John Green, a man who managed to catch my interest with his first vlogbrothers video so many years ago. Not only has he become a successful internet celebrity, but he has also become quite the author. Years ago I read “Looking for Alaska” and knew that John Green has set out to break a few hearts. At the time, it was not only the story that drew me the John Green, but the style in which he wrote it. He manages to use great skill when crafting his sentences, it is rare today that a book makes me stop and say a sentence out loud so that I can fully appreciate the words coming through a page.
In other words, the man has a gift.
“The Fault in Our Stars” is a beautiful addition to a, hopefully growing, collection of novels. It is about a girl named Hazel, who has been fighting stage IV cancer long after she was supposed to have bit the big one. I only refer to it this way because Hazel would appreciate the sentiment. Throughout the novel, her mother continues to encourage her to live her life and get out of the house; at some point forcing her to go to a support group for people battling cancer. There she communicates in sighs with her friend Isaac, and meets Augustus Waters. Augustus is an intelligent boy who thinks about the world in beautifully planned poetic phrases. Nothing is what it seems.
After that introduction most of you must be thinking the same thing, “Oh no, a cancer book… my soul hurts.” Of course, the book involves cancer but it isn’t just a ‘cancer book’, in fact I wouldn’t want to classify it as such. It’s a book about life, living, loving, and not hiding away because life will end. It’s about chasing dreams and knowing that they probably won’t turn out the way you expect them to turn out; sometimes for the better and sometimes much, much worse.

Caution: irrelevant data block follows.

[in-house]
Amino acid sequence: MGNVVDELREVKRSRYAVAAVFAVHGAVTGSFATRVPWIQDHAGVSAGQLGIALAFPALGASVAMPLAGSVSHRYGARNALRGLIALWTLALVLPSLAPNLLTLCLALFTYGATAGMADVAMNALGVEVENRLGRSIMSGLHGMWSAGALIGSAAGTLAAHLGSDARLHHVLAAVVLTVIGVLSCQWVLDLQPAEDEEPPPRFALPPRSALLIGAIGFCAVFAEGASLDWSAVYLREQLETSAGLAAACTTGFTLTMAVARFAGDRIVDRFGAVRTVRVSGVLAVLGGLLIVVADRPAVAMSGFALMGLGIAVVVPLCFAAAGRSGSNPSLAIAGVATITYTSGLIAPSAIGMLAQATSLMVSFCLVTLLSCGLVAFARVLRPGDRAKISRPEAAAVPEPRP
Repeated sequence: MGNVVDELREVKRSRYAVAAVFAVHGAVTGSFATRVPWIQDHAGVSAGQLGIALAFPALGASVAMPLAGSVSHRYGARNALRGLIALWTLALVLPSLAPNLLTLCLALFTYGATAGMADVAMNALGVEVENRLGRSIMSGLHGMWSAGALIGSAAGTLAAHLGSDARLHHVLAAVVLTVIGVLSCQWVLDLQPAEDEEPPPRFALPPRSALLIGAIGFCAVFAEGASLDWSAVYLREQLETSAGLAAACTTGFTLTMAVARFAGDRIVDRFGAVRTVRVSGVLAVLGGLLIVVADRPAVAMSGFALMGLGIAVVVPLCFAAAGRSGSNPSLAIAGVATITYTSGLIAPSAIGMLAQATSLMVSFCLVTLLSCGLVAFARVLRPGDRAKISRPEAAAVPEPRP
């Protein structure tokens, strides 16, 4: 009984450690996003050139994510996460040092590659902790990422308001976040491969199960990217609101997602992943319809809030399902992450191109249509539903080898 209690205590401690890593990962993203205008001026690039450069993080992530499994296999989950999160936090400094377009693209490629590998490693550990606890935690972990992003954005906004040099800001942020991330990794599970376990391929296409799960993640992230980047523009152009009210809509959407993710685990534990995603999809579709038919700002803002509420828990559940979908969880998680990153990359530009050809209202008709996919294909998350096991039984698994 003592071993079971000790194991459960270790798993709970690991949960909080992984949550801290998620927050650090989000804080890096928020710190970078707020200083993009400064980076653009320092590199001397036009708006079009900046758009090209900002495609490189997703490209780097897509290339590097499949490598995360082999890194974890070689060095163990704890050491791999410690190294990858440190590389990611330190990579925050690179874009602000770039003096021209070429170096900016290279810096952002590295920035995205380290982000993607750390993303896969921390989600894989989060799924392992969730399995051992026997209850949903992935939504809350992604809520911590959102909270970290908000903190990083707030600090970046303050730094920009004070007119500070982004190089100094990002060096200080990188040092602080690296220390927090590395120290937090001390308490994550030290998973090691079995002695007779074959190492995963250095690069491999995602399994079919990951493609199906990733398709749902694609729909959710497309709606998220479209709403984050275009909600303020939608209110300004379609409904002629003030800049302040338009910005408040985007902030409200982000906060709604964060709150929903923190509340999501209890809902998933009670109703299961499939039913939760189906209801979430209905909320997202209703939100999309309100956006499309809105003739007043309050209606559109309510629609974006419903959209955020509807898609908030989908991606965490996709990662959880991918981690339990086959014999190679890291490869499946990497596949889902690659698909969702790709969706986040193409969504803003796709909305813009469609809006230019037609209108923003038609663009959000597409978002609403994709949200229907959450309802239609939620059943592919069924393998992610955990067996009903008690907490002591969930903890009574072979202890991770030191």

I won’t completely summarize the plot since I’d like some wonder to remain in the book if you haven’t read it yet, but I do want to give you a full idea of what you are going to deal with if you don’t mind the book being spoiled. So I warn you, don’t read the rest of this review if you would like a surprise. We find out halfway through the book the story of Augustus Waters. He tells Hazel that after being in remission for a year his cancer has spread and by the look of it he’s not going to make it. It’s made even sadder since Hazel really, truly, falls in love with the boy after she finds all this out.
The only real negative I would say about the book is that I could tell Augustus would be the one to die from the very beginning. It was either the fact that it was told from Hazel’s point of view or from what I know about how John Green’s plot lines tend to go. My guesses about the plot didn’t make a difference to me in the long run though. He brings such life to the types of characters we tend to shy away from because they are, in Hazel’s words, “a loaded grenade”. How he manages to write lines such as, “my thoughts are stars that I can’t fathom into constellations” and make them sound normal instead of corny will always be beyond me. There is little more that I can say about “The Fault in Our Stars” except that it is a book that makes life sparkle just a little bit more.